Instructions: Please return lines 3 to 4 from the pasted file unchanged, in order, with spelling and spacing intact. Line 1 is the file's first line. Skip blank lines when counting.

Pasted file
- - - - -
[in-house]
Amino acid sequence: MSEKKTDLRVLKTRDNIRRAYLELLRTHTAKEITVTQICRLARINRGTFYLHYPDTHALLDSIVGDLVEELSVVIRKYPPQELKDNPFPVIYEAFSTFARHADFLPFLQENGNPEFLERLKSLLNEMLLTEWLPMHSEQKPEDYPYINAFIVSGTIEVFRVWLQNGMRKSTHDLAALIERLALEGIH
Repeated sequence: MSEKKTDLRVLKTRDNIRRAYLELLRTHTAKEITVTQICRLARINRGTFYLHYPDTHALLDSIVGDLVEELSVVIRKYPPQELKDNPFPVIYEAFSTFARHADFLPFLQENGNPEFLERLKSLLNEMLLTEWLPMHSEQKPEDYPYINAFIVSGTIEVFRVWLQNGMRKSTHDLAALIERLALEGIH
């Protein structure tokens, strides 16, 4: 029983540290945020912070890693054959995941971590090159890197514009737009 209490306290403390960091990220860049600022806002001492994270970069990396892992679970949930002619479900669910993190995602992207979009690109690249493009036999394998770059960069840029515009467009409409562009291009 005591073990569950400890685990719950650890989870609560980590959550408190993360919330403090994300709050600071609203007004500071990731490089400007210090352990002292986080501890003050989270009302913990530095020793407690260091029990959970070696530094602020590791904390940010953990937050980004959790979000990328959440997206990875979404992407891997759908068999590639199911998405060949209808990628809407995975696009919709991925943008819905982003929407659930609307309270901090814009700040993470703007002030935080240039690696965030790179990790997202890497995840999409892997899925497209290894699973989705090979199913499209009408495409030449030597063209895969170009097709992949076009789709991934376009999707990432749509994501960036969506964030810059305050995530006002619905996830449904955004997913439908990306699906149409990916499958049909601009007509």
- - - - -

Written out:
Repeated sequence: MSEKKTDLRVLKTRDNIRRAYLELLRTHTAKEITVTQICRLARINRGTFYLHYPDTHALLDSIVGDLVEELSVVIRKYPPQELKDNPFPVIYEAFSTFARHADFLPFLQENGNPEFLERLKSLLNEMLLTEWLPMHSEQKPEDYPYINAFIVSGTIEVFRVWLQNGMRKSTHDLAALIERLALEGIH
């Protein structure tokens, strides 16, 4: 029983540290945020912070890693054959995941971590090159890197514009737009 209490306290403390960091990220860049600022806002001492994270970069990396892992679970949930002619479900669910993190995602992207979009690109690249493009036999394998770059960069840029515009467009409409562009291009 005591073990569950400890685990719950650890989870609560980590959550408190993360919330403090994300709050600071609203007004500071990731490089400007210090352990002292986080501890003050989270009302913990530095020793407690260091029990959970070696530094602020590791904390940010953990937050980004959790979000990328959440997206990875979404992407891997759908068999590639199911998405060949209808990628809407995975696009919709991925943008819905982003929407659930609307309270901090814009700040993470703007002030935080240039690696965030790179990790997202890497995840999409892997899925497209290894699973989705090979199913499209009408495409030449030597063209895969170009097709992949076009789709991934376009999707990432749509994501960036969506964030810059305050995530006002619905996830449904955004997913439908990306699906149409990916499958049909601009007509």